Simone Biles: Does anyone believe the reaction would be the same if Trump supporting Tom Brady refused to come out after halftime for mental health issues?

Of course not, and so a world champion athlete is suddenly just a “Black woman” and a victim, and quitting is a display of strength and courage.  Otherwise, it’s yet another moment where we must be for something or against something, either-or, all or nothing.

Let me start by stating what should be obvious to all:  Simone Biles quit and quitting is not what we expect from Olympic-caliber athletes, certainly not one with 30 Olympic and World Championship medals to her credit, the most ever for an American gymnast, making her widely considered one of the greatest of all time.  The reason we don’t expect Olympic champions or anyone in any field that competes in the upper echelon of human endeavor to quit should be equally obvious:  Success at that level requires both the skill and the will.  You could be the greatest guitarist who ever lived, but in order to be acknowledged as such you need to play your heart out night after night, year after year, whether you’re feeling great or not-so-great.  As AC/DC once sang, “It’s a long way to the top if you want to rock and roll.”

At the same time, it should also be just as obvious that Ms. Biles is entitled to make whatever decision about her performance and future that is best for her, just like everyone else, nor does protecting herself make her the worst person in the world.  If she felt she couldn’t handle the strain and, as a result, her health was at risk performing potentially dangerous routines, she has the right to withdraw for any reason, nor does she have to explain herself to anyone.  We don’t compel the imaginary guitarist from the last paragraph to perform.  According to Ms. Biles herself, she experienced a phenomenon known as the  “twisties,” a feeling where a gymnast loses control of their body in the air, rendering them unable to perform routines as they had in the past.  “The rhythm is off, and your brain will like stutter step for half a second and that’s enough to throw off the whole skill,” gymnast Laurie Hernandez told Olympics.com. “And, so, it happens, and it takes a second to get over that…I’ve had the twisties before. Hated it — so much. It’s painful. It actively makes you feel like you’re not the caliber of athlete that you are.”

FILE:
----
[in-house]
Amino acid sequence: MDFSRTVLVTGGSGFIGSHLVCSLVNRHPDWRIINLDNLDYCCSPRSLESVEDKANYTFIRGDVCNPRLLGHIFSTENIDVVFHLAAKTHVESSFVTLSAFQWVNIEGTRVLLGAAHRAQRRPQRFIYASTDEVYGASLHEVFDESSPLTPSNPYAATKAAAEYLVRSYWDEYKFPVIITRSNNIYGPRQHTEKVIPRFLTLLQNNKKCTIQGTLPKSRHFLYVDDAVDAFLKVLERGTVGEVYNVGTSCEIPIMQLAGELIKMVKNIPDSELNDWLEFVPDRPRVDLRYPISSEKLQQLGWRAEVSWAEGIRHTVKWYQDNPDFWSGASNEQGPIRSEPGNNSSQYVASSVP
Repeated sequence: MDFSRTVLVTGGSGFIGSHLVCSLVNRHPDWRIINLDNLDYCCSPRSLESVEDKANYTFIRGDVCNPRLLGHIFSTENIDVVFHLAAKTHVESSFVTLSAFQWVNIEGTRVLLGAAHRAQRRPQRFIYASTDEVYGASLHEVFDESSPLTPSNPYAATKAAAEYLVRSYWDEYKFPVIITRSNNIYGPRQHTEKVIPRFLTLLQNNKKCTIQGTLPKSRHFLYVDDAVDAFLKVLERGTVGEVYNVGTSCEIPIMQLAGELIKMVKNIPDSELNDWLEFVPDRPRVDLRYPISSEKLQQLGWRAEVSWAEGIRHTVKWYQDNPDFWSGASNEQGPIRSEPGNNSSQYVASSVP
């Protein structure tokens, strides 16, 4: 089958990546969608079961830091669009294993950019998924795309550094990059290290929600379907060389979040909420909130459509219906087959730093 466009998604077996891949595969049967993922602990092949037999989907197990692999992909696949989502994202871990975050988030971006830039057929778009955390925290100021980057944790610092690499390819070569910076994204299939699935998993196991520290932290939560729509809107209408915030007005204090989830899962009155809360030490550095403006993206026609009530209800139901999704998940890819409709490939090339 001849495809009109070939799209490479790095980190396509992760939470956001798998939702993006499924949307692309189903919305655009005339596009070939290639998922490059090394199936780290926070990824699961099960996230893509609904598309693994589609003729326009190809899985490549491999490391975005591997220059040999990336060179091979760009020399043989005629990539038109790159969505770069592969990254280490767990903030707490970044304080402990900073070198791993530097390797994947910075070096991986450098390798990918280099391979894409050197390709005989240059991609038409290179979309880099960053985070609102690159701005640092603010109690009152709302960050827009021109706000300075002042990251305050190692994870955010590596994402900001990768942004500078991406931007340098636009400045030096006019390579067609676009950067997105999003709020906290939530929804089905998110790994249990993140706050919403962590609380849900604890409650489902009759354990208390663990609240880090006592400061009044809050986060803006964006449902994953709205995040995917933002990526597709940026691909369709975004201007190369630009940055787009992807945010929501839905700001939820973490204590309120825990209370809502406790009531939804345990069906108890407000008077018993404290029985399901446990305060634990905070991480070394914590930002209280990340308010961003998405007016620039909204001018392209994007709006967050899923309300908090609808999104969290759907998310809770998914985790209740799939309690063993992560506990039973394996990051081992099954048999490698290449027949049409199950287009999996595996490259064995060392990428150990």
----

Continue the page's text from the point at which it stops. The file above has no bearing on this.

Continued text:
Fair-minded people should take Ms. Biles at her word and give her the benefit of the doubt that she made the best decision for herself.  This, however, does not preclude criticising her for not performing as expected and letting down her team and country.  Ms. Biles is a public figure, competing on an international stage, and her actions and their consequences are not protected from scrutiny by any means, anymore than Tom Brady were he to drop out halfway through a Superbowl or even Bruce Springsteen were he to throw in the towel on “Born to Run.”  Nor should it prevent people from re-evaluating her career.  While nothing can take her previous medals and achievements away, quitting in the middle of a competition is certainly something to be considered when looking at the totality of her accomplishments.  We poke fun at athletes for choking all the time.  Consider Bill Buckner.  He played above average baseball on a professional level for 22 years, batting .289 lifetime and averaging 175 hits per year.  Not the best of the best by any means, but certainly more accomplished than 99.9% of people who have played the game.  How is he remembered?  For choking in the World Series in 1986, missing an easy ground ball that dribbled between his legs.  That’s it, an entire career reduced to one bad moment and his life to a punchline.  The public and sports fans in particular are not known to be forgiving.

Unfortunately, it’s a symptom of the madness afflicting our culture that it’s no longer enough to offer a fair and fairly obvious analysis, and just leave it at that.  In a rational world, you could support Ms. Biles’ decision because it was best for her personally, while not praising her for it as heroic.  You could also criticize her decision without thinking she’s a horrible person, or being asked whether or not you’ve competed on an Olympic level and if the answer is no, your opinion somehow isn’t worth anything.  Increasingly, we no longer live in such a rational world, and hence everything is reduced to all or nothing, either-or, for or against.  This is the kind of moment that crystalizes precisely how warped we’ve become.